Compared with not screening at all or screening only those at the highest risk for the virus, universal screening for hepatitis B virus (HBV) before individuals receive chemotherapy for solid tumors is the most cost-effective option, Healio reports.
Chemotherapy for solid tumors can suppress the immune system and raise the risk of reactivation of HBV.
Gauree G. Konijeti, MD, of the Scripps Clinic in San Diego, and colleagues conducted modeling of a theoretical population of U.S. adults who started chemotherapy for a solid tumor. Publishing their findings in Clinical Gastroenterology and Hepatology, they compared three screening strategies, including a screen-all strategy, screening only the high-risk patients or screening none.
Cost-effectiveness analyses such as these look to a metric of what is known as a quality-adjusted life-year (QALY), which is a composite of years of life gained and improvement in the quality of health.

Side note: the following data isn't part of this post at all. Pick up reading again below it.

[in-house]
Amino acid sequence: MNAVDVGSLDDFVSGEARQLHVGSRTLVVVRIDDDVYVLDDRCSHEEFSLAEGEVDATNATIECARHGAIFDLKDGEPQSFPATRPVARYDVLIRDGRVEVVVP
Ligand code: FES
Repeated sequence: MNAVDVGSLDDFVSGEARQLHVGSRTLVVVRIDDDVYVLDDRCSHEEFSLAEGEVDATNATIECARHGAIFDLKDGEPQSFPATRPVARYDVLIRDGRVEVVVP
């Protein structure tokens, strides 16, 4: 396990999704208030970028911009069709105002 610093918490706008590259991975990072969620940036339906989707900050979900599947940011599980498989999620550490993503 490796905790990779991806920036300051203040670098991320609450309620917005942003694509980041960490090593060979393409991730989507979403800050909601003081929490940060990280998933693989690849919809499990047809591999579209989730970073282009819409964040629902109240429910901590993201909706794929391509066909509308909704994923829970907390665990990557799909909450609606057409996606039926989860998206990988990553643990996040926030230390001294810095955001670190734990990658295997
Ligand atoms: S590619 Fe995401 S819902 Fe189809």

If the threshold for cost effectiveness were $50,000 per QALY gained as a result of the testing intervention, the study authors found that the screen-all option was the most cost effective of the three strategies. The additional cost per QALY gained by screening all compared with screening only high-risk patients was $41,078.
Screening no one was less effective and less costly compared with the other two screening strategies.
“Guidelines should consider recommending HBV tests for patients initiating chemotherapy,” the study authors concluded.
To read the Healio article, click here.
To read the study abstract, click here.